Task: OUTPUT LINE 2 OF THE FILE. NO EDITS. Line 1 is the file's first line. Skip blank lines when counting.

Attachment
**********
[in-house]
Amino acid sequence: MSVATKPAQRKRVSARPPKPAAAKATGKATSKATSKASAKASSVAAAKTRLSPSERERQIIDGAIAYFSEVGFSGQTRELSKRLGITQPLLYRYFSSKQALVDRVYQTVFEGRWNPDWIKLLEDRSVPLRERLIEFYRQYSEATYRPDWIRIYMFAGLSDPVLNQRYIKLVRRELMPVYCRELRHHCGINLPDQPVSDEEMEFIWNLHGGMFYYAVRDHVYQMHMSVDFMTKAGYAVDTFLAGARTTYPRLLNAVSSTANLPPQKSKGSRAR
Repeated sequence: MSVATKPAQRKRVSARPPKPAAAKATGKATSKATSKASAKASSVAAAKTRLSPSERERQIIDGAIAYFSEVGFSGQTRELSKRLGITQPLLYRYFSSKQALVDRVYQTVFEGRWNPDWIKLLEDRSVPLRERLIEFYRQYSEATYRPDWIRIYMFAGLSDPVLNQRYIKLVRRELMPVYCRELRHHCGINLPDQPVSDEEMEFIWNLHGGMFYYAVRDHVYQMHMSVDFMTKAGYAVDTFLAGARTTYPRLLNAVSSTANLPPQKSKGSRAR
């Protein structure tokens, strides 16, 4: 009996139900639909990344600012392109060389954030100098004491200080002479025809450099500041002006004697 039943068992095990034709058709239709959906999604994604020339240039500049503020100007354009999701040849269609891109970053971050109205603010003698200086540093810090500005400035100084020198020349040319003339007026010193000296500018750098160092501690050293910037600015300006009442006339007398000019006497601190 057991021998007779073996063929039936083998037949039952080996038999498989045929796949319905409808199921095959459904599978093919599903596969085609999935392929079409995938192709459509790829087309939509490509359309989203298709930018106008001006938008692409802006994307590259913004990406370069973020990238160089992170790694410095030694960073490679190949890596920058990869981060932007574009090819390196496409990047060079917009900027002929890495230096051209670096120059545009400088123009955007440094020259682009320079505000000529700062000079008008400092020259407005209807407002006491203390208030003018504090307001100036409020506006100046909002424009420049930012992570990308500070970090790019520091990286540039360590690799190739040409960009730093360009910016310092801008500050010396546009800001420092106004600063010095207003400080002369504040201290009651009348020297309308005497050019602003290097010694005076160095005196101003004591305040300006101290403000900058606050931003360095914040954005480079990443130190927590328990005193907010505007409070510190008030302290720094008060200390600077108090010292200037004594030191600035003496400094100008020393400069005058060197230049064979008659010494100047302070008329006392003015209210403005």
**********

Amino acid sequence: MSVATKPAQRKRVSARPPKPAAAKATGKATSKATSKASAKASSVAAAKTRLSPSERERQIIDGAIAYFSEVGFSGQTRELSKRLGITQPLLYRYFSSKQALVDRVYQTVFEGRWNPDWIKLLEDRSVPLRERLIEFYRQYSEATYRPDWIRIYMFAGLSDPVLNQRYIKLVRRELMPVYCRELRHHCGINLPDQPVSDEEMEFIWNLHGGMFYYAVRDHVYQMHMSVDFMTKAGYAVDTFLAGARTTYPRLLNAVSSTANLPPQKSKGSRAR